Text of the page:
Suggestions for Success

I recently took the deposition of an expert witness, at which the expert witness and all five attorneys in the room were women. Earlier in my career, I took a deposition at which I was not only the only woman in the room, but opposing counsel greeted me in the reception area of his office by asking me if I wanted to read Cosmopolitan magazine until the deposition started. I politely declined.

In thinking about lessons learned in the decades between those two depositions, here is some advice I would give any young professional:

  1. Use What You Have. As a young litigator, I sometimes found myself in situations in which opposing counsel or witnesses underestimated me because of my youth (and perhaps, gender). Rather than taking offense, I used it to my advantage. The plaintiffs’ attorney, who offered me Cosmopolitan magazine, let his guard down because he was not expecting an attorney 30 years his junior to be deposing the plaintiffs. He also communicated to his clients that he did not take me seriously. As a result, I was able to obtain key concessions from his clients and, ultimately, win at the lengthy trial of the case in federal court.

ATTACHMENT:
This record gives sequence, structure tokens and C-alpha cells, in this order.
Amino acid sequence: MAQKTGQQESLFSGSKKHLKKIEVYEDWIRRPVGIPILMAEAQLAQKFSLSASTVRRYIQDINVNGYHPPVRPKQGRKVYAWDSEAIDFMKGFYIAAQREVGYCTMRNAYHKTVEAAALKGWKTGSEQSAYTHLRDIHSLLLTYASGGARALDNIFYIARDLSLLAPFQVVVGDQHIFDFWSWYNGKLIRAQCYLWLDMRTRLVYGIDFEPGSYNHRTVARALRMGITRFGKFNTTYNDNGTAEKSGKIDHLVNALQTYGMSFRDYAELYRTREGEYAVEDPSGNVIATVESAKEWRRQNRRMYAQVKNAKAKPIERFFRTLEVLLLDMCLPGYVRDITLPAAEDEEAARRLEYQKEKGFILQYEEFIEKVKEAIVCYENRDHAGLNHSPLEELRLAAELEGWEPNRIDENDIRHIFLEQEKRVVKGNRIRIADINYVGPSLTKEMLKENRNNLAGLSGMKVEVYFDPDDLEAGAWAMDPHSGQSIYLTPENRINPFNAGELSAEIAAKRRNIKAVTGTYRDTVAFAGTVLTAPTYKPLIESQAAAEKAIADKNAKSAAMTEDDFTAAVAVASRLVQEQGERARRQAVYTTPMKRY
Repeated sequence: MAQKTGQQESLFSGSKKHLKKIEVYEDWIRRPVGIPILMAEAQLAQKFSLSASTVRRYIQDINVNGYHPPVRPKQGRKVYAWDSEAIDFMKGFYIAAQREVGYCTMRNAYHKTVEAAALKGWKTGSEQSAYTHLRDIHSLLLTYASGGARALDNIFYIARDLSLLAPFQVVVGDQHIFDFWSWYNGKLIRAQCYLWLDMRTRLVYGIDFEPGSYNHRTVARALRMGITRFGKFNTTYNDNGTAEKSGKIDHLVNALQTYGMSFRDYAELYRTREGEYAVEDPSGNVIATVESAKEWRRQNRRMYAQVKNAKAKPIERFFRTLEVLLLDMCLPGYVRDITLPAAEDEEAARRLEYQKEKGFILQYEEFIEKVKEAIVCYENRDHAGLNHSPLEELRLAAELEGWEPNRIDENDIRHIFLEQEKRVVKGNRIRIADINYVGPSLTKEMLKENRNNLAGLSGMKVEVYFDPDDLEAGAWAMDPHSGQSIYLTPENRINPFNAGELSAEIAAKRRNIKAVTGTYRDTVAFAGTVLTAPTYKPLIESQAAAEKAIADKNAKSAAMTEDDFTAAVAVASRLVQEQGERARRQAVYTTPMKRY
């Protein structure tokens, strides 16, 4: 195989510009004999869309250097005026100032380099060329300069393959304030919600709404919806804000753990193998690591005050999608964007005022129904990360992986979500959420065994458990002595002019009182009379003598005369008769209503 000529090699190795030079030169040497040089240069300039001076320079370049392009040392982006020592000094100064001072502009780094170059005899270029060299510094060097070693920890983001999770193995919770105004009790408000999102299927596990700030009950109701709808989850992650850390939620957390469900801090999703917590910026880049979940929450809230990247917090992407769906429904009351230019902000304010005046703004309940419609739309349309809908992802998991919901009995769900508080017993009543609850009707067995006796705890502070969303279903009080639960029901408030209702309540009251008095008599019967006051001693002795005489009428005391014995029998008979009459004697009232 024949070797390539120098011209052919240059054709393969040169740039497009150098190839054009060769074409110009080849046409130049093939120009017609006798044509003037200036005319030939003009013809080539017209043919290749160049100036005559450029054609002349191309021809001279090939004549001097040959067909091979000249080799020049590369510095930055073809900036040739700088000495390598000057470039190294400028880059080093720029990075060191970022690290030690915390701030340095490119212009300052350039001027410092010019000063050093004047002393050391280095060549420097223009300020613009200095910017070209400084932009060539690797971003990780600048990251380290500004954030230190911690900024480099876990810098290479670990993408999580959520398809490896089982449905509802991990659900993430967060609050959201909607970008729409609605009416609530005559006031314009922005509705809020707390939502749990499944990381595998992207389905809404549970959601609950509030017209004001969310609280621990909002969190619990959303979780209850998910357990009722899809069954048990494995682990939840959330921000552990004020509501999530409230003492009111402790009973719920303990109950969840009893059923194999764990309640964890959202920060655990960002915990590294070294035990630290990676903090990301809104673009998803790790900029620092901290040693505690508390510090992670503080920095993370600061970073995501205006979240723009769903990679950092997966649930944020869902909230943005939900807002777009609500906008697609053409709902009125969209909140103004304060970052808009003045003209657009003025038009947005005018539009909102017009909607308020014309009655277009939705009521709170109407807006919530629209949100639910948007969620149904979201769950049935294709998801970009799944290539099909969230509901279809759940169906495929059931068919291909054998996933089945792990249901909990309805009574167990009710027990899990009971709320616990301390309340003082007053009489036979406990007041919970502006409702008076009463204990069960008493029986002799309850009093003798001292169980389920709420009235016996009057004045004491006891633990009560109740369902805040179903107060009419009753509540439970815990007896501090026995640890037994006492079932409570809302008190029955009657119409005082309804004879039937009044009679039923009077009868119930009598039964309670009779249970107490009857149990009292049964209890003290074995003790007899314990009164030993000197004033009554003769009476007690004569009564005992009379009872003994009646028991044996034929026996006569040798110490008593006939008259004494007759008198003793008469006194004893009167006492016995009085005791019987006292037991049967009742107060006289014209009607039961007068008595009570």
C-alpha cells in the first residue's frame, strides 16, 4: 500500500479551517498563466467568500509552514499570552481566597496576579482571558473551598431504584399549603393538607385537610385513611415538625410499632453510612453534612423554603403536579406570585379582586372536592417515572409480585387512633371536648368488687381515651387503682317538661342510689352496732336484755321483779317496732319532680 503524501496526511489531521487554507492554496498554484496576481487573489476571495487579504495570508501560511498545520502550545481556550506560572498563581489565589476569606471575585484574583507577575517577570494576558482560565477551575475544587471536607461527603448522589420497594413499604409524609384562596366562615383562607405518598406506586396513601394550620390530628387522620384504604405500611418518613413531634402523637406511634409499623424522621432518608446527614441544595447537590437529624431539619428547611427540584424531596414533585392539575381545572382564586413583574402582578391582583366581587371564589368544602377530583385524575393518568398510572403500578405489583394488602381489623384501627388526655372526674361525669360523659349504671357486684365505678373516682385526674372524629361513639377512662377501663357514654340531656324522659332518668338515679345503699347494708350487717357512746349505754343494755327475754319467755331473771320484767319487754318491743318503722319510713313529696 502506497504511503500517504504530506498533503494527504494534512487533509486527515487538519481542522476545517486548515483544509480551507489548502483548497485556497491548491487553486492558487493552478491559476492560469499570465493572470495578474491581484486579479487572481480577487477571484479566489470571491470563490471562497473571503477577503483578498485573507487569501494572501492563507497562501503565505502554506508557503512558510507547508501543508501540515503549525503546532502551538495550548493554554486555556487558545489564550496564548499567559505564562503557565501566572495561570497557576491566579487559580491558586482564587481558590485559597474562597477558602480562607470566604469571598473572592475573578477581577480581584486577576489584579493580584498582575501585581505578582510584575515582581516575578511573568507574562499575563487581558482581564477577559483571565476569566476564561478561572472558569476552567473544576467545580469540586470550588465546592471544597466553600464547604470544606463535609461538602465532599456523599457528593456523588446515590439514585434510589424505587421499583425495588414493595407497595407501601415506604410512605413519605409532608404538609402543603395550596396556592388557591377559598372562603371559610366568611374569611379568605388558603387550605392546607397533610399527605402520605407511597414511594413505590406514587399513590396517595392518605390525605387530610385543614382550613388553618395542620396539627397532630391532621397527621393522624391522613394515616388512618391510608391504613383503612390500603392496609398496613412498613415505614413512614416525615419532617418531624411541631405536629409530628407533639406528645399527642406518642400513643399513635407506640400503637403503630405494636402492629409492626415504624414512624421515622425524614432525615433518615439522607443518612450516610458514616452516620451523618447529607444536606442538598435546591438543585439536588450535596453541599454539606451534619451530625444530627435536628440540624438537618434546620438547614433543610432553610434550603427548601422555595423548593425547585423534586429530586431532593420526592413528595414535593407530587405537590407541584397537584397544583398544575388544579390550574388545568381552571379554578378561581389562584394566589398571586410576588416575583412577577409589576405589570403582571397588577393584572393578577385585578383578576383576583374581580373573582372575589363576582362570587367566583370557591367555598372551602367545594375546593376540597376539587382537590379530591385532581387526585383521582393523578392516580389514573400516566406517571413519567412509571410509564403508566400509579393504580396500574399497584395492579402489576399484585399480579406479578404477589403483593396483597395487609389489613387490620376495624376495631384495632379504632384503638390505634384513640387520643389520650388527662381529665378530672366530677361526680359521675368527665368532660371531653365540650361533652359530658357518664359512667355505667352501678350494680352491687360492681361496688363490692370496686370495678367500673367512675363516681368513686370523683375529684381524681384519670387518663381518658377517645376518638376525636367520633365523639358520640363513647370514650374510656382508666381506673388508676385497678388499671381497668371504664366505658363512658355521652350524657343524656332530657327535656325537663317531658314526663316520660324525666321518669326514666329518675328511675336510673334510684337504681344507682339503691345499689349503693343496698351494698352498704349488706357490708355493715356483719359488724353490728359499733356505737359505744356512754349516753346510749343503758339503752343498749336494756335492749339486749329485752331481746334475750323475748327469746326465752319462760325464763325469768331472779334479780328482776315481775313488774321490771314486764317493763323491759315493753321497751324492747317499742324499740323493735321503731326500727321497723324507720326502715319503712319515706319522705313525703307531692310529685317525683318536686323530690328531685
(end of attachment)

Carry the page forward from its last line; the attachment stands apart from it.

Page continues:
2. Identify What’s Not Working. Early in my career, I took on a leadership role within a bar association. The position entailed substantial, non-client work, as well as frequent meetings out of state. While my firm was very supportive of the role (and covered the cost of meeting attendance), once my daughter was born, I needed to prioritize my time and work-related travel for client matters. I did not renew my role with the bar association, which was the right decision at that time.
  3. Cultivate Multiple Mentors. I have been fortunate to have multiple mentors serving in various roles. One mentor is my go-to on substantive issues, another is a brilliant client-management resource, and another helped me navigate my work schedule when our first childcare provider left to take a job out of state. Most of my mentors are men, and they have provided invaluable advice for taking on leadership roles. My focus now is paying that forward by serving as a resource and mentor for more junior attorneys.